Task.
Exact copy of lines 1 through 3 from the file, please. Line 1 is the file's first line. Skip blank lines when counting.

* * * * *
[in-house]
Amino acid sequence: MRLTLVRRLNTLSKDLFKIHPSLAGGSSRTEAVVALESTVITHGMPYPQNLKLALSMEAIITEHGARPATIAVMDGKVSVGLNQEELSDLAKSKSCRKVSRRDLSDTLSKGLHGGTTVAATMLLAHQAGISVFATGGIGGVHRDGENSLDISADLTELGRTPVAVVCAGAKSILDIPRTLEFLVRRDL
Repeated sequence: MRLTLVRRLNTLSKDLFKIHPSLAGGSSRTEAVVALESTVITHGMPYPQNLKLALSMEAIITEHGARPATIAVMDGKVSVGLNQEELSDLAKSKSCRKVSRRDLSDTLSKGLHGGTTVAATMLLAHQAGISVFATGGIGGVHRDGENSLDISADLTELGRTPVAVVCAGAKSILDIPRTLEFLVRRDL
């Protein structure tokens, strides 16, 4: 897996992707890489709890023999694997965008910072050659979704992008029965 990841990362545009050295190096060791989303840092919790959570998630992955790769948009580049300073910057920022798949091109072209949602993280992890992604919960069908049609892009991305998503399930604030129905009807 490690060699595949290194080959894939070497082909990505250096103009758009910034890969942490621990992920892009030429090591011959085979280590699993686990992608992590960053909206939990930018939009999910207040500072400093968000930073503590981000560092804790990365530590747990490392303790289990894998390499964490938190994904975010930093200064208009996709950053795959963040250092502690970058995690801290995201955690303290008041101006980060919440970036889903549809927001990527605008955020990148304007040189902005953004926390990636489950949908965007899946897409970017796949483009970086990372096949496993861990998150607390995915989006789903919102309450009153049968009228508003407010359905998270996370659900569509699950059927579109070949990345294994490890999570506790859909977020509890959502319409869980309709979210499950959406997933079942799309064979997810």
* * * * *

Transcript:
[in-house]
Amino acid sequence: MRLTLVRRLNTLSKDLFKIHPSLAGGSSRTEAVVALESTVITHGMPYPQNLKLALSMEAIITEHGARPATIAVMDGKVSVGLNQEELSDLAKSKSCRKVSRRDLSDTLSKGLHGGTTVAATMLLAHQAGISVFATGGIGGVHRDGENSLDISADLTELGRTPVAVVCAGAKSILDIPRTLEFLVRRDL
Repeated sequence: MRLTLVRRLNTLSKDLFKIHPSLAGGSSRTEAVVALESTVITHGMPYPQNLKLALSMEAIITEHGARPATIAVMDGKVSVGLNQEELSDLAKSKSCRKVSRRDLSDTLSKGLHGGTTVAATMLLAHQAGISVFATGGIGGVHRDGENSLDISADLTELGRTPVAVVCAGAKSILDIPRTLEFLVRRDL